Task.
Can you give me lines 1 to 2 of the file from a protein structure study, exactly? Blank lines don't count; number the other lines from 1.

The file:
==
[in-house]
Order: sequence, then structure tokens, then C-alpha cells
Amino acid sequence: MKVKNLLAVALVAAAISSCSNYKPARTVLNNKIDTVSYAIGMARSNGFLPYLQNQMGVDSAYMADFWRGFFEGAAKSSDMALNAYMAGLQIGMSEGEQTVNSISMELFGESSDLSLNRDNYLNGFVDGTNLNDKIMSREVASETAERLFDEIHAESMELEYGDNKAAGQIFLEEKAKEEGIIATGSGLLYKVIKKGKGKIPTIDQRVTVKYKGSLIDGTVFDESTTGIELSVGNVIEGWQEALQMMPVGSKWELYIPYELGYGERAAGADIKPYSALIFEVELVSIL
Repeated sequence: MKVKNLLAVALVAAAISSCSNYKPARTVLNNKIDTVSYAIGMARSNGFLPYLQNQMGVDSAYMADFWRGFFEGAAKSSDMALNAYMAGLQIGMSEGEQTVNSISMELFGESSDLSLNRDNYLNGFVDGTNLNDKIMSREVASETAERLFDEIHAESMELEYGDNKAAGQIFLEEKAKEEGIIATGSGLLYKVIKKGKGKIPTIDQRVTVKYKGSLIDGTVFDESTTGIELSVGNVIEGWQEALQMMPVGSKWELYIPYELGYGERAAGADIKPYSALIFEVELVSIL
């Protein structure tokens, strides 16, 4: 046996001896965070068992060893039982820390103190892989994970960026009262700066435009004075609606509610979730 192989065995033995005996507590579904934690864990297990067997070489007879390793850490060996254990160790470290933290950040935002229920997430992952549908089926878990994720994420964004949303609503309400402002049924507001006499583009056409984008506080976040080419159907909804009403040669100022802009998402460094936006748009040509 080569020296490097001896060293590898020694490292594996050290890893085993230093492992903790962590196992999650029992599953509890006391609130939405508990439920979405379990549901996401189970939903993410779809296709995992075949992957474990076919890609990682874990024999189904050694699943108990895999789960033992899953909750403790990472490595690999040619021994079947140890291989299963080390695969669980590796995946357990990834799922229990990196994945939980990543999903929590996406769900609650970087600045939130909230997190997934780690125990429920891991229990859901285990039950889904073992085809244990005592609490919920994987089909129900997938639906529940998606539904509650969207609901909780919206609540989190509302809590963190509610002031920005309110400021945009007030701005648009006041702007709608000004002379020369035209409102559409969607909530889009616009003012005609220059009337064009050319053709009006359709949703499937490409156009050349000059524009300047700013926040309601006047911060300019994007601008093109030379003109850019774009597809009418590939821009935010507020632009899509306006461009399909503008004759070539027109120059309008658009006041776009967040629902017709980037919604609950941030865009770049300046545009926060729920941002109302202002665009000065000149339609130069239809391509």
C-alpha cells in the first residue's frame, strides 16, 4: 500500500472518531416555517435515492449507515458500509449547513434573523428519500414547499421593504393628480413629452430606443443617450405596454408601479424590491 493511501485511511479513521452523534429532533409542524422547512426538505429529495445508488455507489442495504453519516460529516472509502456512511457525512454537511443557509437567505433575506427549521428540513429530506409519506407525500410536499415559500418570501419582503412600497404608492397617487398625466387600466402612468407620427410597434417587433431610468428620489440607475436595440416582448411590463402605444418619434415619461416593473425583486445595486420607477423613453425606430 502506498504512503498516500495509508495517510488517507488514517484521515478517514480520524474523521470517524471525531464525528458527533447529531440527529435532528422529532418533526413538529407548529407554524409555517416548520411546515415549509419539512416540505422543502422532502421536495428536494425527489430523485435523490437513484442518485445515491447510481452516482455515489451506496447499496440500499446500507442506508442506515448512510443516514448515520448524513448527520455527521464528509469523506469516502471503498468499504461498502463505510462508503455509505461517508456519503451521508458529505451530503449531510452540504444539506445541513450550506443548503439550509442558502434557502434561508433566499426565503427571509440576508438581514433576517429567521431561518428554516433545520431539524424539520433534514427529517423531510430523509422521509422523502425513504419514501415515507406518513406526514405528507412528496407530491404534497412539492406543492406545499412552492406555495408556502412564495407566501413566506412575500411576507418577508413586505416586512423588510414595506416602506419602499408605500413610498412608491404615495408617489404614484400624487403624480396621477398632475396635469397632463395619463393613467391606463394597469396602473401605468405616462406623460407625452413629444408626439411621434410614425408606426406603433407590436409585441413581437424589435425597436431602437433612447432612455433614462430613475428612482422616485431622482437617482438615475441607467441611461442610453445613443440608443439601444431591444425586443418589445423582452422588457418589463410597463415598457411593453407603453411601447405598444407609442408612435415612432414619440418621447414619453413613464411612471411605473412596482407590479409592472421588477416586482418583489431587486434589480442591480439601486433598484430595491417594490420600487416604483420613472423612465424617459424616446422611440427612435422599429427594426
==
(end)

[in-house]
Order: sequence, then structure tokens, then C-alpha cells